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22 Leninsky prospect
This is one of eleven buildings included in the Academy of Science of the USSR complex constructed using a new high-speed line method.
House number 22 is part of a housing complex houses the Academy of Sciences of the USSR, which was built on Leninsky Prospekt in 1939-40.
This building is the largest in the complex, and occupies a central place. Eight floors of average volume rise above the pavement. The facade of the house is located on the red line, on the sides of the house are two wings to one floor below the central part of the house. The facade of the building is laconic, the only decoration is the kokoshnik, located in the center. On the headdress can be seen bas-relief depicting a woman and children.
It is also interesting color scheme front of the house.
The first floor of the house number 22, as well as other houses of the complex, is occupied by a shop. Large storefronts make the bulky building more light, and for the cars rushing along the highway a number of houses along the avenue are presented as a single whole.
By 1939, Moscow had a complicated housing situation. The growing capital required new areas. In 1934, the Academy of Sciences of the USSR was transferred to Moscow, and most members of the Academy also moved to the capital.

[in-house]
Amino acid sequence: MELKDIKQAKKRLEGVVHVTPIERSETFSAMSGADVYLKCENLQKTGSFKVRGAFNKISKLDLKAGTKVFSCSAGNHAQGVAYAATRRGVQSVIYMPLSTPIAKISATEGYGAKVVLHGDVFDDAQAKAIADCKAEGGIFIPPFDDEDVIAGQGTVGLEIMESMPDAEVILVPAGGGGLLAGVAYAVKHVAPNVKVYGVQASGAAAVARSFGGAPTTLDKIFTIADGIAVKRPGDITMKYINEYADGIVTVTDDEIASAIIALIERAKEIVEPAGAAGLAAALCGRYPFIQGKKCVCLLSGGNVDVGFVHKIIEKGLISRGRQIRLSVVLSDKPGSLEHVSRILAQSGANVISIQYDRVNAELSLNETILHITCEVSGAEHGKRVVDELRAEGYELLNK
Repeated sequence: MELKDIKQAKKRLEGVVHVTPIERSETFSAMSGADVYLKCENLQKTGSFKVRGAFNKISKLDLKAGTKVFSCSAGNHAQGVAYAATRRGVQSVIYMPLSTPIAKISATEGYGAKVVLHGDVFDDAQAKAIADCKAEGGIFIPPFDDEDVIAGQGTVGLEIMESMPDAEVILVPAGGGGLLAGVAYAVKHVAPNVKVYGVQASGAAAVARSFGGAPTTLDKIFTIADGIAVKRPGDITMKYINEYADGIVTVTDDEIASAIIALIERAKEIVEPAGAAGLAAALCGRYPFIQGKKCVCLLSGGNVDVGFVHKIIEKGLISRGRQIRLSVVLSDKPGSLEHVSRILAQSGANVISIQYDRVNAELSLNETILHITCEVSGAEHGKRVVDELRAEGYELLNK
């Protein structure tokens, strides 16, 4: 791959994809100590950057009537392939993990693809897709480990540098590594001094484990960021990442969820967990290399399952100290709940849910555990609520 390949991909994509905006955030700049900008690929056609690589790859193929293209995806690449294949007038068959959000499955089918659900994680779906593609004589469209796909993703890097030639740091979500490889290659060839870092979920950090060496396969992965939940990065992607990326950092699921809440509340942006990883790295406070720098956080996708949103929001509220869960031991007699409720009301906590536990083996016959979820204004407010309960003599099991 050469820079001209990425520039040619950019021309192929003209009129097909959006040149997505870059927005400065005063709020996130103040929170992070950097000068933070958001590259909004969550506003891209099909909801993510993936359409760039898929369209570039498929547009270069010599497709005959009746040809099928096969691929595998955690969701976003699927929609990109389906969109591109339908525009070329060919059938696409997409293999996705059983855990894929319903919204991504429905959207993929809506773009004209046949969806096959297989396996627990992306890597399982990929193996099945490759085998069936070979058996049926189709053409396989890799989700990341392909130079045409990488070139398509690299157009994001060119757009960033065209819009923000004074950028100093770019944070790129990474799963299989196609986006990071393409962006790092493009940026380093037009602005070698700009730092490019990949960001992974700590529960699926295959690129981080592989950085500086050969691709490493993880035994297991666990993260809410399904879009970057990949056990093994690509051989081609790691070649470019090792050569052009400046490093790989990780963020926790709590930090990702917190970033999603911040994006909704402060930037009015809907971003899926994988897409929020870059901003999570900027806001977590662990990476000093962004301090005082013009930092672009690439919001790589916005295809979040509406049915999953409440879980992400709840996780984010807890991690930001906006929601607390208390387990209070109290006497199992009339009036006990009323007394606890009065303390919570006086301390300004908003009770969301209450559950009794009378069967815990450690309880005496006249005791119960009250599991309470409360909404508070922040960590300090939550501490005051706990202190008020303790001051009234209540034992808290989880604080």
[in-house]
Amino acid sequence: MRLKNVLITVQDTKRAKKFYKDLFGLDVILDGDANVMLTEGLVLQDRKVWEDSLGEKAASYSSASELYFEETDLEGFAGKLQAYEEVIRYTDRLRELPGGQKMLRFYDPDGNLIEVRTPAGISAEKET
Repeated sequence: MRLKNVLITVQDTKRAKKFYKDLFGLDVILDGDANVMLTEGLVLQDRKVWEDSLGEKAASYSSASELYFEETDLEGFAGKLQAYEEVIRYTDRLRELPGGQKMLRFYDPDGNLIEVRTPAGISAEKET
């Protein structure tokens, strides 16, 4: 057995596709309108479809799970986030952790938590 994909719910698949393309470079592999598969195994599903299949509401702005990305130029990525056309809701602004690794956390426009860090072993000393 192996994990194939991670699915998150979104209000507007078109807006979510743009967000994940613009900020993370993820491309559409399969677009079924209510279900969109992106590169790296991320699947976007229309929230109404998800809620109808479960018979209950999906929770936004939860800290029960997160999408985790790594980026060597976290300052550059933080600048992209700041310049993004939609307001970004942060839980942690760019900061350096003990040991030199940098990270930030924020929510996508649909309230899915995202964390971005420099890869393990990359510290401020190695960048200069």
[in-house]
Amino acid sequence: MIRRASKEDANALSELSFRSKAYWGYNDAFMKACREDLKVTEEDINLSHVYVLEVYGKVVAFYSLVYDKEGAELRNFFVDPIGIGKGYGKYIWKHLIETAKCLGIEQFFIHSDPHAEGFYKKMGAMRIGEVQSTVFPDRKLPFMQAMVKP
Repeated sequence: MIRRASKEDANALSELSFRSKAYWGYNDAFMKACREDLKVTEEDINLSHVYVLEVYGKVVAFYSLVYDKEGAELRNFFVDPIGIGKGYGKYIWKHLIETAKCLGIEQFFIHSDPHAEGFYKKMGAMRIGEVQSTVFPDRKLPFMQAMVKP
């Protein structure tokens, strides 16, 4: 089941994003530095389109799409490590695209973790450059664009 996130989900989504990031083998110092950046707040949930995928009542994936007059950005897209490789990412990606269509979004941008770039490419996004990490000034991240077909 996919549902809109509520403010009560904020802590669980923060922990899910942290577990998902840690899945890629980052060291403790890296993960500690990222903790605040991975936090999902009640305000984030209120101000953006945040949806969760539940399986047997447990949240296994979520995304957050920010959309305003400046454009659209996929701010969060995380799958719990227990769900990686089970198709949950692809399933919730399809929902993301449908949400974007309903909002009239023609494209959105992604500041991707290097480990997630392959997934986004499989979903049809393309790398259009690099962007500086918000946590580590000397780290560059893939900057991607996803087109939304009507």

By 1940, the Academy counted 76 institutions, 11 independent laboratories, 42 science stations. The headcount of the Academy was 3,665 research staff, including 135 academics and 2,157 professors and senior researchers by 1939. All of them, as well as members of their families were in need of housing. This problem was supposed to be solved by the construction of the complex houses on Great Kaluga street.
Reconstruction of the future of Leninsky Prospect began in 1936. Then the old two-story buildings, located on both sides of the Kaluga road, were demolished, the street was expanded, paved, and tram tracks were removed from it. The old narrow paved road became a straight line.
The building was built by a new flow-speed method of architect A.G. Mordvinov, for the introduction of this method, he was awarded the Stalin Prize in 1941.